Monday, October 31, 2016

Your first spooky?

Happy Halloween!

The first spooky books I read were R.L. Stein's Goosebumps series. I'm betting this is true for a lot of you! Not really being into horror at a young age, besides the occasional collection of short ghost stories, my only other major spooky reads were the Star Wars expanded universe Galaxy of Horror books.

I did also watch Ghost Writer, the TV show with a haunted typewriter. I think that's the first horror show I really got into.

Until I saw the Sixth Sense, I pretty much stayed away from horror movies. I wasn't (and am still not) a fan of the hack-slash style of movie, which were the only horror movies I'd seen before, and that was my first psychological horror movie.

What were your first spooky favorites?

Friday, October 28, 2016

No Post

So between caring for a plane-crud-recovering husband and a kitty recovering from surgery, I'm afraid I haven't managed a post for this Friday, but hope everyone has a good weekend. Rapid healing all around!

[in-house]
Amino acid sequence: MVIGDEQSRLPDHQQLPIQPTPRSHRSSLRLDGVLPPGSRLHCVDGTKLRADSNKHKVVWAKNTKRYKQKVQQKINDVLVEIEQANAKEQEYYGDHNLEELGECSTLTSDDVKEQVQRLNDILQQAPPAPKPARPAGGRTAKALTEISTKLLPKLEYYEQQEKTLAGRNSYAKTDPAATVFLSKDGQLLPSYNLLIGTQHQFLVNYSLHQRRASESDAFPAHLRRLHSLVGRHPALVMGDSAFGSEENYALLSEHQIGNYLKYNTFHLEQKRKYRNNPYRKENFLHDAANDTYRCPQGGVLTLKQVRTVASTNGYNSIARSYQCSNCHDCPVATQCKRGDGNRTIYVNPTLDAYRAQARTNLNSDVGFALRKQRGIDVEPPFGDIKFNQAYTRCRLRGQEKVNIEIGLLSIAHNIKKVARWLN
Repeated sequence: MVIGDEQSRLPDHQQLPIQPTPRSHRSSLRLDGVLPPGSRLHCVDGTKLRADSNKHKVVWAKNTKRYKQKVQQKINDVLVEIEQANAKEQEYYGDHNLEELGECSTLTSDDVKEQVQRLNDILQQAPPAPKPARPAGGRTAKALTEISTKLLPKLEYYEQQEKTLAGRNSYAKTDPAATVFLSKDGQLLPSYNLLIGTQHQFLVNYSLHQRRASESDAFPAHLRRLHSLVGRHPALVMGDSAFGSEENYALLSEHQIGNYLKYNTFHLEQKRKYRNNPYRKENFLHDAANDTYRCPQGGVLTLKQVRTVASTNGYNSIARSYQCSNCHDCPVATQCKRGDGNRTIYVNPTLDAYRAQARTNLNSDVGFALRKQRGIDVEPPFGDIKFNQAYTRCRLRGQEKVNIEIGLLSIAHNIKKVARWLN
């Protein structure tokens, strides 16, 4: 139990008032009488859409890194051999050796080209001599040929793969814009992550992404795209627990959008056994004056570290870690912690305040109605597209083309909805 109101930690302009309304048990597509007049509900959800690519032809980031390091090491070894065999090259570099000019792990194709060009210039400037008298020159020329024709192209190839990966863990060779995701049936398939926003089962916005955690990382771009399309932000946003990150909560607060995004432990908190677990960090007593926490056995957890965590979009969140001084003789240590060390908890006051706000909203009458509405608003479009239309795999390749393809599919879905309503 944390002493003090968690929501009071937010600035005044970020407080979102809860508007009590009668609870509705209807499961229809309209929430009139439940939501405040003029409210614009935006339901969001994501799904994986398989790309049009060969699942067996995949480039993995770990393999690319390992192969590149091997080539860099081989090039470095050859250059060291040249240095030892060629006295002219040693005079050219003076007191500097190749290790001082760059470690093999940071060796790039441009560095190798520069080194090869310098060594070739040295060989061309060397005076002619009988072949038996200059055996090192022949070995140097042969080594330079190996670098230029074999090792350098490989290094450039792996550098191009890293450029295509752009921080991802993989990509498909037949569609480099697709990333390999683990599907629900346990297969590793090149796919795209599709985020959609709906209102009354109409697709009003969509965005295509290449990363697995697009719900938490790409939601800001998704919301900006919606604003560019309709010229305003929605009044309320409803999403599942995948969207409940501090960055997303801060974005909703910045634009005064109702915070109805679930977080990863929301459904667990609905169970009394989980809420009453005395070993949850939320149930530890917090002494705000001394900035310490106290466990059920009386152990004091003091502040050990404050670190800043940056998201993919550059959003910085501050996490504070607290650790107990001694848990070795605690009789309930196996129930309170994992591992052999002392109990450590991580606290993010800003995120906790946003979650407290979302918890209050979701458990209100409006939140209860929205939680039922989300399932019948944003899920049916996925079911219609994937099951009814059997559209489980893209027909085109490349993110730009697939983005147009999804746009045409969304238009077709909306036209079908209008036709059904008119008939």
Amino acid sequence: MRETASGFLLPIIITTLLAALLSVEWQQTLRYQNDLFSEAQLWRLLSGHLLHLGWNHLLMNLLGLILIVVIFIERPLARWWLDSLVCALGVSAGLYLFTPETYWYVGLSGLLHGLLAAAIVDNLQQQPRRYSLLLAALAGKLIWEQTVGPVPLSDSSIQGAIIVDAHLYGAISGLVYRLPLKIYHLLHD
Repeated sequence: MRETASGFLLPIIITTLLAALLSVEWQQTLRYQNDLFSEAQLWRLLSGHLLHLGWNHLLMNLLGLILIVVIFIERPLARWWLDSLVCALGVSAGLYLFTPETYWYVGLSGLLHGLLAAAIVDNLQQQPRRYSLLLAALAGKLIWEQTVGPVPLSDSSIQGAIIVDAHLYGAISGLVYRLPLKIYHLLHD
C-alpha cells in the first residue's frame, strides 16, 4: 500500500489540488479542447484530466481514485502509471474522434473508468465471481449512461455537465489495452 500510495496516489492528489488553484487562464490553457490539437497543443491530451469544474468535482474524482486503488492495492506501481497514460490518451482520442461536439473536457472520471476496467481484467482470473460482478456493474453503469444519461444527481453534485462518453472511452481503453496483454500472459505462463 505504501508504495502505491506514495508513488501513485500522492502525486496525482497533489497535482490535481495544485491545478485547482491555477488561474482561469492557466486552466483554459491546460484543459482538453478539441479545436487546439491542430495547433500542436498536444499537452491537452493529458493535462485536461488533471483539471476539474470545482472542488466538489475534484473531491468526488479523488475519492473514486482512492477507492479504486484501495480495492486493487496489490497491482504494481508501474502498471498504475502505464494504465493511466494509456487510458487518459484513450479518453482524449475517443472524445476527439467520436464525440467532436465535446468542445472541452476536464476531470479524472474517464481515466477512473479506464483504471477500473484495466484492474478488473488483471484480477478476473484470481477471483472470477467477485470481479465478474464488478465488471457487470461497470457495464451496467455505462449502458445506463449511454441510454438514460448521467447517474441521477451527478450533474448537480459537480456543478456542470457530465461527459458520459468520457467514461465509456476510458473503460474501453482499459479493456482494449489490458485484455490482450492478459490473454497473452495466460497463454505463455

Wednesday, October 26, 2016

Oriental Beauty Tea and Tea Farm Visit

Missed Friday and Monday's posts due to being in Taiwan. Great vacation! Also, the tea was amazing. One of the things we did there was visit the tea museum at a tea farm, and at the end of the museum visit, we got to enjoy a couple of tastings.

 First there was the teacup warming, where she poured hot water into the pot and cups.

Then she added the water to the tea, pouring from high to let the water cool down before it touched the Oriental Beauty tea. The unique flavor of the tea is produced by the insects that nibble it, starting oxidation while still on the branch.

Then she poured out tea into sample-sized cups, and rebrewed the leaves.